Dealing with diabetes: Kids attend special camp at the Marco YMCA
Happy to show his silver “dog tag” identifying him as a Type 1 diabetic, 11-year-old Maximus Collins of Everglades City was matter-of-fact about the disease.
“At my school, we don't have any other students with diabetes,” said Collins. “It’s only me. I check my sugar. If it's low, you can pass out, so you get some juice to get your sugar up because you feel tired and don't want to do anything. When I have a (sugar) high, I’m hyper.”
Collins injects himself with what is essentially lifesaving insulin when necessary.
“The first few times it hurt, but now I'm used to it,” said the friendly youngster.
Earlier at the beginning of the week, Collins had joined a group of diabetic youngsters at a summer camp hosted by the Greater Marco Island YMCA, the Help a Diabetic Child Foundation and Core Health Partners.
It was the first camp of its kind at the Y, and Help a Diabetic Child Foundation founder Tami Balavage said the aim is to build on this initial camp innovation.
“It’s a non-profit organization with the goal of purchasing diabetes supplies and insulin for children and young adults because these lifesaving medical supplies are so expensive,” said Balavage.
She, like other adult volunteers at the camp has direct links to the disease, either through themselves or their children.
The volunteers were nurses Moira Roggia, Rene Couch and Monica Ramos, bolstered by Lely Elementary School teacher Pam Rivera.
The camp, Balavage said, has many aspects that include education and also friendships.
“We want to create an atmosphere for the children to feel free and bond with others,” she said. “Some sleep away camps are extremely expensive, so the Y opened its doors and welcomed us in.”
Nurse Monica Ramos of Core Health Partners is diabetic herself, and is totally committed to the cause.
“The goal is to make kids think and feel that they’re normal,” she said. “One kid (on this day) was a bit nervous, but he soon settled in.”
“You become distraught with the number of children who have Type 1,” said Core Health Partners' vice president Paul Thein.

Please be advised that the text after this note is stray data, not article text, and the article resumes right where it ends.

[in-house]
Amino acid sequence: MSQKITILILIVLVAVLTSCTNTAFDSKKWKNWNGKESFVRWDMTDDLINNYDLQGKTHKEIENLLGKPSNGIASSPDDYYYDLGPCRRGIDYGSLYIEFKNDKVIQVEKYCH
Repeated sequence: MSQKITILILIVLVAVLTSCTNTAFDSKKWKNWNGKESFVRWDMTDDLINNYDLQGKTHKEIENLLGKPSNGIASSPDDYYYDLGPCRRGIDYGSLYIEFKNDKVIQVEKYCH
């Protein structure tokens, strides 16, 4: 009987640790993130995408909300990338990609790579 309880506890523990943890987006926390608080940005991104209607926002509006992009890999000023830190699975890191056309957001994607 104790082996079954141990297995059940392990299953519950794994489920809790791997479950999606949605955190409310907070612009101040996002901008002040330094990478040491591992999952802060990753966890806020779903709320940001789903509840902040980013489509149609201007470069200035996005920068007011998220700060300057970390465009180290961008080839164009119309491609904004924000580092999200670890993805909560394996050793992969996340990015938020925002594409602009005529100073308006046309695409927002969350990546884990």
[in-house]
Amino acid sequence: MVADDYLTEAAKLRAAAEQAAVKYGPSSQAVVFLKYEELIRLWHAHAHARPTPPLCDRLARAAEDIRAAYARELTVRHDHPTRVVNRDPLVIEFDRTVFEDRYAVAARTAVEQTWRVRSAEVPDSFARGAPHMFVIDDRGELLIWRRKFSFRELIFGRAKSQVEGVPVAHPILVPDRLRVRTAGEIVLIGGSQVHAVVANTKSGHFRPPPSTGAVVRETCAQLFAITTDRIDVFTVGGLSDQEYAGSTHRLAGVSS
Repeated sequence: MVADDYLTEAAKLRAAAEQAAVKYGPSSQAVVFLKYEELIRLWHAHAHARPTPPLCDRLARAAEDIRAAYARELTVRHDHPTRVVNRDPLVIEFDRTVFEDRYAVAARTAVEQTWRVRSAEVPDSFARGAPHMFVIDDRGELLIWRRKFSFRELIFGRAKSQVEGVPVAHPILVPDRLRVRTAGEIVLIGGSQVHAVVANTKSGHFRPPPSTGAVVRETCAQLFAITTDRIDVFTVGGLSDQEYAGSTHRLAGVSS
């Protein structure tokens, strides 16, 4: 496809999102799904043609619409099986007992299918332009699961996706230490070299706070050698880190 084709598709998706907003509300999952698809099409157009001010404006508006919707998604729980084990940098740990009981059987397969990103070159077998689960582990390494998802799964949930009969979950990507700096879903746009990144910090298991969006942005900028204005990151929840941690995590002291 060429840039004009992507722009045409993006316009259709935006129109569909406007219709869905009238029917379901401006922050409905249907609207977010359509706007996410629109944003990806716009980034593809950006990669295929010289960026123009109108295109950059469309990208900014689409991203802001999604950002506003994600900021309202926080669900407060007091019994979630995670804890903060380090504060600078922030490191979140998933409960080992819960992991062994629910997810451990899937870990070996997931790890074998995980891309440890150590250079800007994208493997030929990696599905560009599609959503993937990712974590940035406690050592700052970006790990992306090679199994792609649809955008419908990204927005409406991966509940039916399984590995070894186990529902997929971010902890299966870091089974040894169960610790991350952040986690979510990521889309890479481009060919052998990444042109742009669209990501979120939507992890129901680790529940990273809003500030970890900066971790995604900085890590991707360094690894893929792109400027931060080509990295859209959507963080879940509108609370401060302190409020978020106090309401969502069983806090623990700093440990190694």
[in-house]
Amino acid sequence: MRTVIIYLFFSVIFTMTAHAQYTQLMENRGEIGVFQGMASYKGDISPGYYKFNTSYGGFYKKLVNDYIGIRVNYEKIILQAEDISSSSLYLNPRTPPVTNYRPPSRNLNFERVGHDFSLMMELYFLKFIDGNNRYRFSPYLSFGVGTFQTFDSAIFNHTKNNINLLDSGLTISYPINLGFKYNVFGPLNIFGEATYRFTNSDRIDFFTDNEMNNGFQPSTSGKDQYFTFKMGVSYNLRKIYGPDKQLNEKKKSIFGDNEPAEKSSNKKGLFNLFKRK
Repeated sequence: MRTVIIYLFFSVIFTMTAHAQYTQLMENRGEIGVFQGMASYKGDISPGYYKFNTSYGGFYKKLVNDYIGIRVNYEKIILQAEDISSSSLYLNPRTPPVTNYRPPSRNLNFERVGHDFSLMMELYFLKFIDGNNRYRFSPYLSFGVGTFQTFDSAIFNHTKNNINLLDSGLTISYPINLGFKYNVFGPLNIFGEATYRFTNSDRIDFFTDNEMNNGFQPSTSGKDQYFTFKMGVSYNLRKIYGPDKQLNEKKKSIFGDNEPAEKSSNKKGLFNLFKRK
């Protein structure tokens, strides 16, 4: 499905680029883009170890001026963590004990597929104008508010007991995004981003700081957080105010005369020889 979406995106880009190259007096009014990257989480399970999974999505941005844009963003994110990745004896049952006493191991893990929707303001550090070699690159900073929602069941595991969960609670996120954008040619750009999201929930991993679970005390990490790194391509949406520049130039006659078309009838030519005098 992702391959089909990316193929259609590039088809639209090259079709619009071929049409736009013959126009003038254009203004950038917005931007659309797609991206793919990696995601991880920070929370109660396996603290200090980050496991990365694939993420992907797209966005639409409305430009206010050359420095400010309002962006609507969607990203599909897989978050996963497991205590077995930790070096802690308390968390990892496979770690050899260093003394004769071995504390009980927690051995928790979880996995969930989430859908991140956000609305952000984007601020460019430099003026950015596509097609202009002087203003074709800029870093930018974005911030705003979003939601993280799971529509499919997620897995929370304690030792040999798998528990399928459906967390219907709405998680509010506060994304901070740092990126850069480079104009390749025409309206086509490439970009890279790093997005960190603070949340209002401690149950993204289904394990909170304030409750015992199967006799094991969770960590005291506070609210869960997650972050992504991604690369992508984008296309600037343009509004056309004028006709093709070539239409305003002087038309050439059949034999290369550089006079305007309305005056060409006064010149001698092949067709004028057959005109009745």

“The hope is to find a cure, but in the meantime there's a need to find a way and means for these children to live as normal a life as possible.”
Pam Rivera is mom to 11-year-old Sabine, one of the campers, and said she is indebted to the Help a Diabetic Child Foundation.
“Sabine was diagnosed on Jan. 27 last year, and was in the ICU for five days,” Rivera recalled.
“Before she could be released, we needed the deductible for her meds, which was $1,500. I didn't have that kind of money, so I was panicked. We were just learning about insulin, pens and cartridges. It was all new to us.
“Then, in comes Tami all of a sudden, and the Foundation was at Publix paying the deductible. You can't imagine the gratitude I have for these people, going out of their way to help diabetics because of their own stories. I'm eternally grateful. We couldn't have done it any other way.”
Summing up coping with the disease, and perhaps with a touch of humor, young Maximus Collins remarked:
“You can't, like, sneak out of bed in the middle of the night and go get a snack,” he said, smiling.
For more on the Greater Marco Family YMCA's wide variety of activities for youth and adults, visit marcoymca.org or call 394-3144.
To get in touch with Balavage, e-mail her at email@example.com or call 821-5051. The Foundation website is helpadiabeticchild.org.